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  1. So by the point we’re currently discussing within the story, Aurora would definitely be quantified as a bad girl.

    Literally speaking, I’d agree. But here’s the thing: there’s inconsistancies. There are women on that list above that he has gotten into a real fight with. But for the most part, they have been vampires, or demons, or something more Other than just being a woman.

    Aurora’s different. She’s not malevolent, she’s a misguided zealot. She did evil in the name of good, utterly convinced that she was doing the right thing, that the ends justified the means.

    What I wonder, here, is if that colored Butcher/Dresden’s perceptions. Does he only get his hands dirty with someone that’s sufficiently ‘bad girl’? Or do they have to cross the line into your earlier literary reference of ‘not a woman any more’?

  2. You’re pretty much making my points for me by now, Greg. :)

    One caveat: a woman usually starts out (metaphorically speaking) as a good girl/Madonna. Once she behaves in a way a man disapproves of, that’s when he labels her a bad girl/whore. So by the point we’re currently discussing within the story, Aurora would definitely be quantified as a bad girl.

  3. I double-checked: no, that’s actually not what happened. He was up close with her, and one of the changelings, Meryl, took on Aurora’s Lord Marshal to give him the chance to take on Aurora. He beat her to the table, and denied her the knife she was going to use.

    When the time came, though, that they would have slugged it out, the pixies with their Cold Iron was his weapon. He used them deliberately, instead of attacking her himself. Yes, the cold iron boxcutters were an effective weapon, and so was a swarm attack. But… the question is, and the question I’m not sure either Butcher or Dresden would ask themselves is this:

    Did he do it because he wasn’t sure he could mount an effective attack on a Queen of Summer by himself? or did he do it so he wouldn’t have to get his hands dirty, and kill a Woman(madonna?).

    I don’t know the answer either.

  4. Interesting points, all. I confess this is still something I’m turning over in my head, so I can’t really say one way or another yet. Thanks for the list of names; that helped refresh my memory. One caveat, though: I don’t recall Harry being next to Aurora at all while the Wilde fae slew her. She was gloating that he couldn’t reach her in time, and that’s when he released them, IIRC?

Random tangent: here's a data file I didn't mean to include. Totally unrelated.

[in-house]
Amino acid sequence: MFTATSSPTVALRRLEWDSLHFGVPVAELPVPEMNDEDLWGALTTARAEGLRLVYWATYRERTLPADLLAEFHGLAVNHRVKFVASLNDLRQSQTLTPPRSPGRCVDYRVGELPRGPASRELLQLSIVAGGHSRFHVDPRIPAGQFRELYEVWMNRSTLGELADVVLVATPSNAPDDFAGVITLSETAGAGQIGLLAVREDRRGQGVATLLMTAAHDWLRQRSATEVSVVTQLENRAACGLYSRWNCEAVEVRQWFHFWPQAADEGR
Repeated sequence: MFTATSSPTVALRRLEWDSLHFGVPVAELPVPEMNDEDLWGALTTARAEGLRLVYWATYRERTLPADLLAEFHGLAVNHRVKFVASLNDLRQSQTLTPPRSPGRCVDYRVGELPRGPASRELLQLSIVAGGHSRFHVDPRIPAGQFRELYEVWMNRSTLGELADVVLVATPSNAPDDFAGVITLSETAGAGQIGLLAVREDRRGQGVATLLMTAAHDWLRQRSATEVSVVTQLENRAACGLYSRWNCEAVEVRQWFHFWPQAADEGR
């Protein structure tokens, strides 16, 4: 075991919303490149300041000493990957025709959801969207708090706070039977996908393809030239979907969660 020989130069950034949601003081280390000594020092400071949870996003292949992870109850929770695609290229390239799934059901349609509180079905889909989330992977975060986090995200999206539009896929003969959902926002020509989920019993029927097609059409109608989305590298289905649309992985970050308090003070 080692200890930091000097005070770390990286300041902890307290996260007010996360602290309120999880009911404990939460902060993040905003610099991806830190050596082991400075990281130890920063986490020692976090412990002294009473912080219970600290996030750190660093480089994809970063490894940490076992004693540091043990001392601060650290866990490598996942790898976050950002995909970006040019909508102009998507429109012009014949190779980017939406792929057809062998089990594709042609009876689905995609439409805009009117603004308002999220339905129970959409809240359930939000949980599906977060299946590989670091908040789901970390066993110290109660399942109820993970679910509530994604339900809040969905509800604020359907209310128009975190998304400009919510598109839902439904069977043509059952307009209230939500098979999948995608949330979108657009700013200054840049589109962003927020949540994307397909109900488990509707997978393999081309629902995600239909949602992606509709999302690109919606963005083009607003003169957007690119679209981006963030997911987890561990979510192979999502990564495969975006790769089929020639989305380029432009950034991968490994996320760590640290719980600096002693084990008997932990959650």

5. You’re right, that Mercy doesn’t have that many female villians to choose from… but I would argue, at least, that Briggs can write a female to female fight scene, since that’s exactly what she did in her other series, Alpha and Omega. The interesting thing to not was that in both books, the fight was over so soon. No posturing or jutting or drawn out fight scene… often the combat was over after just seconds. Though to be honest, in one case it was a coup de grace, and the other, it had to be a swift, unexpected strike because the villianess in question was so much more powerful than Anna, and surprise was her best weapon.

    The Dresden series… I don’t know. I can think of many female mastermines off the top of my head that Harry has fought, though I can’t remember which of them actually got damaged by him personally.

    Through the series he has fought: Bianca, Leanansidhe (think was only a contest of wills), Aurora (who, while not attacked physically by Harry, did die of multiple wounds from boxcutters while Harry sat on her: not a nice death), Mab, Elaine, the Churchmice, At least two female Denarians (not including Lasciel, who he never met in the flesh), Mavra, Lara Raith and her sisters, Kumori, and, while not strictly a badguy, Ancient Mai.

    While I’ll grant you that most of them did not have a fight that resulted in serious injury of bloodshed, and those that did might no longer qualify as ‘women’ (like the Denarians, or the White Court), there was at least one instance where some of Harry’s female allies were badly wounded in combat (though one of those instances happened off screen, so it doesn’t count as much). Still, when you’re helping a woman sew up her disembowled belly…

    I think the obvious issue is this: if anything, Butcher is reluctant to have messy fights with or against women who are not preternaturally good at taking or healing damage. Of course, when you’re talking about urban fantasy, that counts for a lot of women… especially werewolves.

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